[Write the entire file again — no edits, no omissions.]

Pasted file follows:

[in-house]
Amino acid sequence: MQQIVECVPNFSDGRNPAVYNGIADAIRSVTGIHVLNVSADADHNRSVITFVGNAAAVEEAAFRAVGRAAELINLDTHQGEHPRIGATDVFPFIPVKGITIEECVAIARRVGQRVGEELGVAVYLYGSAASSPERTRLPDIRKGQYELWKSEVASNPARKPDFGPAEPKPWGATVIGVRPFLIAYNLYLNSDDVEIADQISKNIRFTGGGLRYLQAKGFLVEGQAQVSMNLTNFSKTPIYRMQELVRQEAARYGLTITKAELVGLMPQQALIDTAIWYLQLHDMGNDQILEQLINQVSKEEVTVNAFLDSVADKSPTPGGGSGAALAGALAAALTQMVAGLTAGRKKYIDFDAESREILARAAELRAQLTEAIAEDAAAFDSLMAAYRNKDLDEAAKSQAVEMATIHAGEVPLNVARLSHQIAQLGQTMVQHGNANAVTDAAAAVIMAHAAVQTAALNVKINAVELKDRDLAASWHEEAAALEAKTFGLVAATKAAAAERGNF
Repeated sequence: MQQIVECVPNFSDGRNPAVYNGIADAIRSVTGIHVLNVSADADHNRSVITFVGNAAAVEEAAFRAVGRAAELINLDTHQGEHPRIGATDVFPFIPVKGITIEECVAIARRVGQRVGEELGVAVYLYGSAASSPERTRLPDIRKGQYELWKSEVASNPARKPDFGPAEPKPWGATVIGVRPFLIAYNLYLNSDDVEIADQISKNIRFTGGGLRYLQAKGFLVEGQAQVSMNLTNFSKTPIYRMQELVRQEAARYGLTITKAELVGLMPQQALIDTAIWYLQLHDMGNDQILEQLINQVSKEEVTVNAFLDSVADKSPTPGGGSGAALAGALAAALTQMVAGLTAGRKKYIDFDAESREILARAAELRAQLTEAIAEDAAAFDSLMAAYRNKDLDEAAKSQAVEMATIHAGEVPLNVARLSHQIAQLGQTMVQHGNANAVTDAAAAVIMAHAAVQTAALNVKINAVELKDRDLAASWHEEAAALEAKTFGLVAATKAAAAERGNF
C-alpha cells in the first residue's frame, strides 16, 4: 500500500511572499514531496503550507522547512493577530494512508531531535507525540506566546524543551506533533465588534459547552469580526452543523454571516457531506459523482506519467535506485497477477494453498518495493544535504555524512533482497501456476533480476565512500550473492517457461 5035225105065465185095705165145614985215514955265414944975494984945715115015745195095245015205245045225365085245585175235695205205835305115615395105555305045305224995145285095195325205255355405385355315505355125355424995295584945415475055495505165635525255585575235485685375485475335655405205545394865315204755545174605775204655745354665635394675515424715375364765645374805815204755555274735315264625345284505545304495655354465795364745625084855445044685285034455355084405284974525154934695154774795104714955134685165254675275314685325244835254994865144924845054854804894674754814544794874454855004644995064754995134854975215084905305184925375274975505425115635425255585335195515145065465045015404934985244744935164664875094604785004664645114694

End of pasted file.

[in-house]
Amino acid sequence: MQQIVECVPNFSDGRNPAVYNGIADAIRSVTGIHVLNVSADADHNRSVITFVGNAAAVEEAAFRAVGRAAELINLDTHQGEHPRIGATDVFPFIPVKGITIEECVAIARRVGQRVGEELGVAVYLYGSAASSPERTRLPDIRKGQYELWKSEVASNPARKPDFGPAEPKPWGATVIGVRPFLIAYNLYLNSDDVEIADQISKNIRFTGGGLRYLQAKGFLVEGQAQVSMNLTNFSKTPIYRMQELVRQEAARYGLTITKAELVGLMPQQALIDTAIWYLQLHDMGNDQILEQLINQVSKEEVTVNAFLDSVADKSPTPGGGSGAALAGALAAALTQMVAGLTAGRKKYIDFDAESREILARAAELRAQLTEAIAEDAAAFDSLMAAYRNKDLDEAAKSQAVEMATIHAGEVPLNVARLSHQIAQLGQTMVQHGNANAVTDAAAAVIMAHAAVQTAALNVKINAVELKDRDLAASWHEEAAALEAKTFGLVAATKAAAAERGNF
Repeated sequence: MQQIVECVPNFSDGRNPAVYNGIADAIRSVTGIHVLNVSADADHNRSVITFVGNAAAVEEAAFRAVGRAAELINLDTHQGEHPRIGATDVFPFIPVKGITIEECVAIARRVGQRVGEELGVAVYLYGSAASSPERTRLPDIRKGQYELWKSEVASNPARKPDFGPAEPKPWGATVIGVRPFLIAYNLYLNSDDVEIADQISKNIRFTGGGLRYLQAKGFLVEGQAQVSMNLTNFSKTPIYRMQELVRQEAARYGLTITKAELVGLMPQQALIDTAIWYLQLHDMGNDQILEQLINQVSKEEVTVNAFLDSVADKSPTPGGGSGAALAGALAAALTQMVAGLTAGRKKYIDFDAESREILARAAELRAQLTEAIAEDAAAFDSLMAAYRNKDLDEAAKSQAVEMATIHAGEVPLNVARLSHQIAQLGQTMVQHGNANAVTDAAAAVIMAHAAVQTAALNVKINAVELKDRDLAASWHEEAAALEAKTFGLVAATKAAAAERGNF
C-alpha cells in the first residue's frame, strides 16, 4: 500500500511572499514531496503550507522547512493577530494512508531531535507525540506566546524543551506533533465588534459547552469580526452543523454571516457531506459523482506519467535506485497477477494453498518495493544535504555524512533482497501456476533480476565512500550473492517457461 5035225105065465185095705165145614985215514955265414944975494984945715115015745195095245015205245045225365085245585175235695205205835305115615395105555305045305224995145285095195325205255355405385355315505355125355424995295584945415475055495505165635525255585575235485685375485475335655405205545394865315204755545174605775204655745354665635394675515424715375364765645374805815204755555274735315264625345284505545304495655354465795364745625084855445044685285034455355084405284974525154934695154774795104714955134685165254675275314685325244835254994865144924845054854804894674754814544794874454855004644995064754995134854975215084905305184925375274975505425115635425255585335195515145065465045015404934985244744935164664875094604785004664645114694